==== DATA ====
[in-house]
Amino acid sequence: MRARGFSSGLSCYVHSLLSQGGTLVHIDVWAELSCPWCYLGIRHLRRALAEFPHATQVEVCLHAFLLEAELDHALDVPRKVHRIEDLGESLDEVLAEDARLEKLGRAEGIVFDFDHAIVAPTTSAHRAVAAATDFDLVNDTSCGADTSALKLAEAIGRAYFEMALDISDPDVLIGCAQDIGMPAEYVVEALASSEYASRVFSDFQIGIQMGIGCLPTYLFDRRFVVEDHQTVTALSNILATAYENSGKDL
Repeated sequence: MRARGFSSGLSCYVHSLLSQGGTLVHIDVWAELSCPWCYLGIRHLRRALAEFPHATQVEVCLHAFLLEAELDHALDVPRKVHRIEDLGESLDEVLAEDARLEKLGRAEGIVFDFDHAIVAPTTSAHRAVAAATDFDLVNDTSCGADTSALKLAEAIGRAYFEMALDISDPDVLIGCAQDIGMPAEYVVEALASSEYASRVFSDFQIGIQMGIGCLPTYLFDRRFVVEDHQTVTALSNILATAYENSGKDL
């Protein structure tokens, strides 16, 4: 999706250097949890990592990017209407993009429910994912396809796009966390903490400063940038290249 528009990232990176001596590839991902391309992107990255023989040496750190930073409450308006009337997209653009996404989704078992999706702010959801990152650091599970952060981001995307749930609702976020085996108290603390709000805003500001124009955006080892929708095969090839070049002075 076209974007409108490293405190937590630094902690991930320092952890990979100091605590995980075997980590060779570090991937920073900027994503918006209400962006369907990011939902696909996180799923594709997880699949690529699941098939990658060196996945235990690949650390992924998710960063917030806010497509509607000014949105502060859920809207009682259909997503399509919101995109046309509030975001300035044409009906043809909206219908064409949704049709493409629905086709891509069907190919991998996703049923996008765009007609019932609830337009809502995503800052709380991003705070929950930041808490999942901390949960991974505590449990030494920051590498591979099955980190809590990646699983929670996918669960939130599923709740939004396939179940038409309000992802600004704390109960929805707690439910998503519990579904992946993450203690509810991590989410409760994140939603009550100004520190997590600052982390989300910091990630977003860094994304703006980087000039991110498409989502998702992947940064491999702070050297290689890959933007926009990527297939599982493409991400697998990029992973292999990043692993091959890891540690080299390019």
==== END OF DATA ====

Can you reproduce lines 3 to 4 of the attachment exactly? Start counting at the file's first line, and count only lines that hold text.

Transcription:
Repeated sequence: MRARGFSSGLSCYVHSLLSQGGTLVHIDVWAELSCPWCYLGIRHLRRALAEFPHATQVEVCLHAFLLEAELDHALDVPRKVHRIEDLGESLDEVLAEDARLEKLGRAEGIVFDFDHAIVAPTTSAHRAVAAATDFDLVNDTSCGADTSALKLAEAIGRAYFEMALDISDPDVLIGCAQDIGMPAEYVVEALASSEYASRVFSDFQIGIQMGIGCLPTYLFDRRFVVEDHQTVTALSNILATAYENSGKDL
């Protein structure tokens, strides 16, 4: 999706250097949890990592990017209407993009429910994912396809796009966390903490400063940038290249 528009990232990176001596590839991902391309992107990255023989040496750190930073409450308006009337997209653009996404989704078992999706702010959801990152650091599970952060981001995307749930609702976020085996108290603390709000805003500001124009955006080892929708095969090839070049002075 076209974007409108490293405190937590630094902690991930320092952890990979100091605590995980075997980590060779570090991937920073900027994503918006209400962006369907990011939902696909996180799923594709997880699949690529699941098939990658060196996945235990690949650390992924998710960063917030806010497509509607000014949105502060859920809207009682259909997503399509919101995109046309509030975001300035044409009906043809909206219908064409949704049709493409629905086709891509069907190919991998996703049923996008765009007609019932609830337009809502995503800052709380991003705070929950930041808490999942901390949960991974505590449990030494920051590498591979099955980190809590990646699983929670996918669960939130599923709740939004396939179940038409309000992802600004704390109960929805707690439910998503519990579904992946993450203690509810991590989410409760994140939603009550100004520190997590600052982390989300910091990630977003860094994304703006980087000039991110498409989502998702992947940064491999702070050297290689890959933007926009990527297939599982493409991400697998990029992973292999990043692993091959890891540690080299390019």